On Mar 5 2012, George Bosilca wrote:
> I was afraid about all those little intermediary steps. I asked a
> compiler guy and apparently reversing the order (aka starting with the
> ptrdiff_t variable) will not solve anything. The only portable way to
> solve this is to cast every single member, to prevent __any__ compiler
> from hurting us.
That is true, but even that may not help, given that each version of
the C standard has been incompatible with its predecessors. And see
>> In my copy of C99, section 6.5 Expressions says " the order of
>> evaluation of subexpressions and the order in which side effects take
>> place are both unspecified. There is a footnote 71 that "specifies the
>> precedence of operators in the evaluation of an expressions, which is
>> the same as the order of the major subclauses of this subclause, highest
>> precedence first." It is the footnote that implies multiplication (6.5.5
>> Multiplicative operators) has higher precedence than addition (6.5.6
>> Additive operators) in the expression "(char*) rbuf + rank * rcount *
>> rext". But, the main text states that there is no ordering of the
>> subexpression "rank * rcount * rext". When the compiler chooses to
>> evaluate "rank * rcount" first, the overflow described by Yuki can
>> result. I think you are correct that the subexpression will get promoted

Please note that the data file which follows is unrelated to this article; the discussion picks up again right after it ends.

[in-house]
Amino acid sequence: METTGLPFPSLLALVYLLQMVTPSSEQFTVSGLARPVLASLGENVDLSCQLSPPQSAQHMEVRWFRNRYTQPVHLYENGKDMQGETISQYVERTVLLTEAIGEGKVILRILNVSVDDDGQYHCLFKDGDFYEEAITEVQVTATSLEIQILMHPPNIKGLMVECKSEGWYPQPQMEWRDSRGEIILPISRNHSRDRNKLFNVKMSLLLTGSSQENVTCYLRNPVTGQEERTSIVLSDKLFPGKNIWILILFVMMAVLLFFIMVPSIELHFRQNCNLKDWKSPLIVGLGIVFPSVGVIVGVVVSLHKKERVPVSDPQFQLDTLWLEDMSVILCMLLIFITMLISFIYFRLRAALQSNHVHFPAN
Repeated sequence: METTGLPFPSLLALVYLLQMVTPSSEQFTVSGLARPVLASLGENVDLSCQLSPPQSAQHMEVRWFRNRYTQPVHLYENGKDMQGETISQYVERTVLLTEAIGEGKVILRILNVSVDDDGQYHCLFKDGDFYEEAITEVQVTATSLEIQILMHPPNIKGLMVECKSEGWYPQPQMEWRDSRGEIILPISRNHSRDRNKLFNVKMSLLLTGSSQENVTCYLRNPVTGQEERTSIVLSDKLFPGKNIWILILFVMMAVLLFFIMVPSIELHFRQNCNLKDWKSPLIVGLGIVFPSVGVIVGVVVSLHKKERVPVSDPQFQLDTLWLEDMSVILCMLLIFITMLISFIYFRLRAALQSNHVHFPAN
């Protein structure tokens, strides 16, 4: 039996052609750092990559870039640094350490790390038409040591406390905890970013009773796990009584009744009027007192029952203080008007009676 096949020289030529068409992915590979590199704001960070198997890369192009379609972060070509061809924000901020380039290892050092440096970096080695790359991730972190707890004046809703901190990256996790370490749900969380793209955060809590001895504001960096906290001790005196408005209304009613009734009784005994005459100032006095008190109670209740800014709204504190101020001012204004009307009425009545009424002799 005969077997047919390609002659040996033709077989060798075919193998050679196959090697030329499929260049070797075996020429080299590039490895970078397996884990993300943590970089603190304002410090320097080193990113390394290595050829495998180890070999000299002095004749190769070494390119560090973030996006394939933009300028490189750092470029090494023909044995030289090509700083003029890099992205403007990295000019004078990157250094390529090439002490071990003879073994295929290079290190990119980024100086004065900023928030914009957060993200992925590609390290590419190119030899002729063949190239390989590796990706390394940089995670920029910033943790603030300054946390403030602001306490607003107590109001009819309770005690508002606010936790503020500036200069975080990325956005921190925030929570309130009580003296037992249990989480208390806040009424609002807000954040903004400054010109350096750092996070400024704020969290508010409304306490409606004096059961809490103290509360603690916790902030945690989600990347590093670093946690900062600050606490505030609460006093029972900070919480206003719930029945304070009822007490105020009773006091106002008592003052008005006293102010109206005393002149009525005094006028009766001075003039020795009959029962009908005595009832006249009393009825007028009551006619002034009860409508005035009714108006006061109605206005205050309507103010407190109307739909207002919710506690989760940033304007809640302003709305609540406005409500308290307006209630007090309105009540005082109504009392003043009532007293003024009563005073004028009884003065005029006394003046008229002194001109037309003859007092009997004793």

>> to (ptrdiff_t), but that is not quite the same thing.
No, it's not as simple as that :-(
That was the intent during the standardisation of C90, but those of
us who tried failed to get any explicit statement into it, and the
situation during C99 was that "but everybody knows that" the syntax
rules also define the evaluation order. We failed to get that stated
then, either :-( That interpretation was apparently also the one
assumed by C++03, too, and now is explicitly (if informally) stated in
C++11. So you theoretically can just cast the first operand to the
maximum precision and it will all work.
What it means by the "order of evaluation of subexpressions" is that
the assignments in '(a = b) + (c = d) + (e = f)' can take place in
any order, which is a different issue.
HOWEVER, about half of the C communities have given C99 the thumbs
down, I doubt that C11 will be taken much notice of, gcc is the
de facto standard definer, and most compilers have optimisation
options that say "ignore the standard when it helps to go faster".
So the only feasible rule is to do your damnedest to defend yourself
against the aberrations, ambiguities and inconsistencies of C, and
hope for the best. I.e. what George recommends.
But will even that work reliably in the medium term? I wouldn't
bet on it :-(